Cognitive acuity is essential for driving safety. Sometimes medications can cause fatigue or affect mood, concentration, memory or slowed decision making. Sometimes these are the symptoms of MS itself. Take an inventory: Are you having trouble judging distance or rate of speed? Have you forgotten your destination or gotten lost? Does listening to the radio distract you? Are you easily angered on the road?
Having physical and cognitive symptoms of MS does not mean you must give up driving. Modifications in driving habits or adaptions for your vehicle should be progressive, like the disease itself, and made depending on your abilities and changes over time.
These modifications can be modest at first: Know your daily rhythms and drive only when you feel high energy. Avoid bad weather and high traffic. Don’t drive with another illness, when MS symptoms could worsen. Avoid driving during MS exacerbation. Communicate your concerns to loved ones.
But starting those discussions can be difficult. It is natural to fear burdening family and friends with your illness. Perhaps you think they have not noticed trouble you have around driving, and you believe bringing it up will create issues where none exists. But that is merely another form of denial. Your family has noticed! Much as you notice their habits and deficits.
Your loved ones may not be talking about their concerns for a variety of reasons: They may have tried, and you rejected their intervention. They fear causing an argument. They are investigating third-party interventions—reporting you to the Department of Motor Vehicles, or asking your doctor to intercede—to force modifications or to get you to stop driving altogether.
If you begin the dialog, you exercise some control over your illness and how you want to live with it. That is another expression of independence.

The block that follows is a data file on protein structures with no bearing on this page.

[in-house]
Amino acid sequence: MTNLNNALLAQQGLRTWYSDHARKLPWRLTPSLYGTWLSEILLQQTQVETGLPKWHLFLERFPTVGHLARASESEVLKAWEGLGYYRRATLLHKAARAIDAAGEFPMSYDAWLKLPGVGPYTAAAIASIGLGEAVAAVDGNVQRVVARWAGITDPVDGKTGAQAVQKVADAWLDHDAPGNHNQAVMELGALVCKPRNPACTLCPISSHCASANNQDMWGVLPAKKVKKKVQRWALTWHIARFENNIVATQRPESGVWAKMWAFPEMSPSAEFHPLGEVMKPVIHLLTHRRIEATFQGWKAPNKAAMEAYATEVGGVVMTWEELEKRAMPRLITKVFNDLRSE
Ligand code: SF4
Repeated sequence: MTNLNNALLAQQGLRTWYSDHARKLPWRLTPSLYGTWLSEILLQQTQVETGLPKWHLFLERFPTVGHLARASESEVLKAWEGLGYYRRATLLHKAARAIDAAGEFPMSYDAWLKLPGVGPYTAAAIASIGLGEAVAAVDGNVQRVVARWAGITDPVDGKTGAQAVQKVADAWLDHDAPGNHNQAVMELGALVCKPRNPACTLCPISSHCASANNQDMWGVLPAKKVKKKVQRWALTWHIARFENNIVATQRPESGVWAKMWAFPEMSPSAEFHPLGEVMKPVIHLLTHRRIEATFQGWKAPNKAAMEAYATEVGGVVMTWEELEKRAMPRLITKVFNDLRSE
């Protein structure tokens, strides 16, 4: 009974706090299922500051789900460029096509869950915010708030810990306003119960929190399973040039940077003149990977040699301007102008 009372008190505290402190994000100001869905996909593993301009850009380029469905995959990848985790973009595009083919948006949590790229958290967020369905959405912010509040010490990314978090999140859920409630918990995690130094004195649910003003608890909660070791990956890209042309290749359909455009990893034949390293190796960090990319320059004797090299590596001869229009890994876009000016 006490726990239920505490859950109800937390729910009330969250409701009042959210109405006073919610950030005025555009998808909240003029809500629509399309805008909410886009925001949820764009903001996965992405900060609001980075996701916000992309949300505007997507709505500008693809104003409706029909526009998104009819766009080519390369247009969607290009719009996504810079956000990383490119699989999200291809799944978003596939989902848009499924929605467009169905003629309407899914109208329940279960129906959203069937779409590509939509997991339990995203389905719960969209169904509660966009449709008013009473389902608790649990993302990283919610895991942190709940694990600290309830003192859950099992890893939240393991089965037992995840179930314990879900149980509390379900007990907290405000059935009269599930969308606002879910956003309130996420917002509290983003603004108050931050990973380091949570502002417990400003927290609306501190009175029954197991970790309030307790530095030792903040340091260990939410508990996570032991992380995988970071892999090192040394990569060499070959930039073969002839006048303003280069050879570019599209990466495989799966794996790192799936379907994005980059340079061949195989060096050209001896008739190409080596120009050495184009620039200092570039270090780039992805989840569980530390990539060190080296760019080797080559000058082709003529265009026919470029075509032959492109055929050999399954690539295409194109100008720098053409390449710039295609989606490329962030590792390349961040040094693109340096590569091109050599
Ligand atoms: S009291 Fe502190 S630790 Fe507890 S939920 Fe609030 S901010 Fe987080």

Changes that come from these discussions can keep you on the road longer. Your physician can be a tremendous aid in this goal. He or she is knowledgeable about the course of the disease and is sympathetic to your challenges (if not, find a new physician). If medications cause symptoms that interfere with the safe operation of the car, perhaps they can be eliminated or dosages adjusted. Physicians are an objective voice of authority. They can order tests, such as an eye exam, that provide precise information on your abilities, and share that with loved ones who may be reassured by the results. They can direct you to driver rehabilitation specialists who can perform evaluations and suggest risk modifications and adaptive equipment for your car.
Driving is the most important activity that many of us fear will go away. Losing one’s ability to drive, no matter the cause, often results in feelings of grief. It is a real and symbolic loss of freedom, health, identity and self-worth. It can compound feelings of depression and anxiety that many with MS are already at higher risk for.
How to live without your car? Each of us will have an individual response to that question, but there are strategies to soften the blow: Don’t be afraid to ask others for assistance and, when someone offers to help, find ways that they can. Understand public transportation options; identify reliable cab companies; and create Uber, Lyft or other car service accounts. Create carpools. Check with church, community groups and social service agencies that typically generate lists of volunteer drivers. On the institutional level, contact your state Office of Disability Services, the National Aging and Disability Transportation Center, and the National MS Society for transportation programs and providers.
Life does not end without driving! It does, however, change. How will you define your new normal? Your new independence? Your freedom?
Buddhist monk and philosopher Thich Nhat Hanh says to stay open to the possibilities: “Letting go gives us freedom, and freedom is the only condition for happiness.”